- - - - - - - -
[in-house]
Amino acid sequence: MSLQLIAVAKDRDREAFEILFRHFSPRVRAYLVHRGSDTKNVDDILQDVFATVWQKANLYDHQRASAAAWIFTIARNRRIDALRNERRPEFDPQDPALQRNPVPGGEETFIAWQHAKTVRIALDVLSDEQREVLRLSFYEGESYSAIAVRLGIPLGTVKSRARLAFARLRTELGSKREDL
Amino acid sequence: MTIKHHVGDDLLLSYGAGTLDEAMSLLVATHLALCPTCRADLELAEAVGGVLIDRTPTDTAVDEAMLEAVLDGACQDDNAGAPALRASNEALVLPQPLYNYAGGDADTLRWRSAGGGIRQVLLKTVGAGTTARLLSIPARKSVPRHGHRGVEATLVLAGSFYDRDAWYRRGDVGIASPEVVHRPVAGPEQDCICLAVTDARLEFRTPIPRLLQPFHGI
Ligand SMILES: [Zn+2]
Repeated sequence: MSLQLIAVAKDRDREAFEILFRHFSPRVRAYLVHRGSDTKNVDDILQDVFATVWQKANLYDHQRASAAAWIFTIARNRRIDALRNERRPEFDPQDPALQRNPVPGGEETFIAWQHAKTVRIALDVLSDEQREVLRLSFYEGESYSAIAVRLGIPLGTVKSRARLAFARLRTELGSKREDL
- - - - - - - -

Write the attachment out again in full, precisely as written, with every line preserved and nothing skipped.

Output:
[in-house]
Amino acid sequence: MSLQLIAVAKDRDREAFEILFRHFSPRVRAYLVHRGSDTKNVDDILQDVFATVWQKANLYDHQRASAAAWIFTIARNRRIDALRNERRPEFDPQDPALQRNPVPGGEETFIAWQHAKTVRIALDVLSDEQREVLRLSFYEGESYSAIAVRLGIPLGTVKSRARLAFARLRTELGSKREDL
Amino acid sequence: MTIKHHVGDDLLLSYGAGTLDEAMSLLVATHLALCPTCRADLELAEAVGGVLIDRTPTDTAVDEAMLEAVLDGACQDDNAGAPALRASNEALVLPQPLYNYAGGDADTLRWRSAGGGIRQVLLKTVGAGTTARLLSIPARKSVPRHGHRGVEATLVLAGSFYDRDAWYRRGDVGIASPEVVHRPVAGPEQDCICLAVTDARLEFRTPIPRLLQPFHGI
Ligand SMILES: [Zn+2]
Repeated sequence: MSLQLIAVAKDRDREAFEILFRHFSPRVRAYLVHRGSDTKNVDDILQDVFATVWQKANLYDHQRASAAAWIFTIARNRRIDALRNERRPEFDPQDPALQRNPVPGGEETFIAWQHAKTVRIALDVLSDEQREVLRLSFYEGESYSAIAVRLGIPLGTVKSRARLAFARLRTELGSKREDL